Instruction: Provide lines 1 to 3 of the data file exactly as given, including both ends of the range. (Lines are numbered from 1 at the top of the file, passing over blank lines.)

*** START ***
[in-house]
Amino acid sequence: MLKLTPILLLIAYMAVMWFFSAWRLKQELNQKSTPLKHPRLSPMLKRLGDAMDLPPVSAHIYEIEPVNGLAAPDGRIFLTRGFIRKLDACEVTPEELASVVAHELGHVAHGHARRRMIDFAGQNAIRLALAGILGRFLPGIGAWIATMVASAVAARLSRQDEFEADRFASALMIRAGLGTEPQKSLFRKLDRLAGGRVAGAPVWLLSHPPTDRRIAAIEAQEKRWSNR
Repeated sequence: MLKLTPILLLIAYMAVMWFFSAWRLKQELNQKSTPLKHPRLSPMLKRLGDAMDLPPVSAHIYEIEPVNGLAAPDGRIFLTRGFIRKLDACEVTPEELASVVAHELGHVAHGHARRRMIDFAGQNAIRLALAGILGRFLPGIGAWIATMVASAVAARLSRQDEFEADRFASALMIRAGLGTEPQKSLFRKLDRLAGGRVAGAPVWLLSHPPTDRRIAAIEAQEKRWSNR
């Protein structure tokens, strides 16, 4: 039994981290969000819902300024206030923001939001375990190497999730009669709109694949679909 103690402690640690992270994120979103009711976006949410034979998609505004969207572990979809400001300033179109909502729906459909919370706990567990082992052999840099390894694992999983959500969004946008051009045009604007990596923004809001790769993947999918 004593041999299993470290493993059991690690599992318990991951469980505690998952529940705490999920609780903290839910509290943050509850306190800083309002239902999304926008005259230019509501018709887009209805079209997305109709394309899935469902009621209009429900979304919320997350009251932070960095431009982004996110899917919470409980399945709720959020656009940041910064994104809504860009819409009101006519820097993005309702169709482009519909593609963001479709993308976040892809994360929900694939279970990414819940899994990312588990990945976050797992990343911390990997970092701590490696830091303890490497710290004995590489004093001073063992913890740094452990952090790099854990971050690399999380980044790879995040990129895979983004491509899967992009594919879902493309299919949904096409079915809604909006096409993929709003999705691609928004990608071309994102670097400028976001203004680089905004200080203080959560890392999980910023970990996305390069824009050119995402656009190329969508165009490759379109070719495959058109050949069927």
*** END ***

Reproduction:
[in-house]
Amino acid sequence: MLKLTPILLLIAYMAVMWFFSAWRLKQELNQKSTPLKHPRLSPMLKRLGDAMDLPPVSAHIYEIEPVNGLAAPDGRIFLTRGFIRKLDACEVTPEELASVVAHELGHVAHGHARRRMIDFAGQNAIRLALAGILGRFLPGIGAWIATMVASAVAARLSRQDEFEADRFASALMIRAGLGTEPQKSLFRKLDRLAGGRVAGAPVWLLSHPPTDRRIAAIEAQEKRWSNR
Repeated sequence: MLKLTPILLLIAYMAVMWFFSAWRLKQELNQKSTPLKHPRLSPMLKRLGDAMDLPPVSAHIYEIEPVNGLAAPDGRIFLTRGFIRKLDACEVTPEELASVVAHELGHVAHGHARRRMIDFAGQNAIRLALAGILGRFLPGIGAWIATMVASAVAARLSRQDEFEADRFASALMIRAGLGTEPQKSLFRKLDRLAGGRVAGAPVWLLSHPPTDRRIAAIEAQEKRWSNR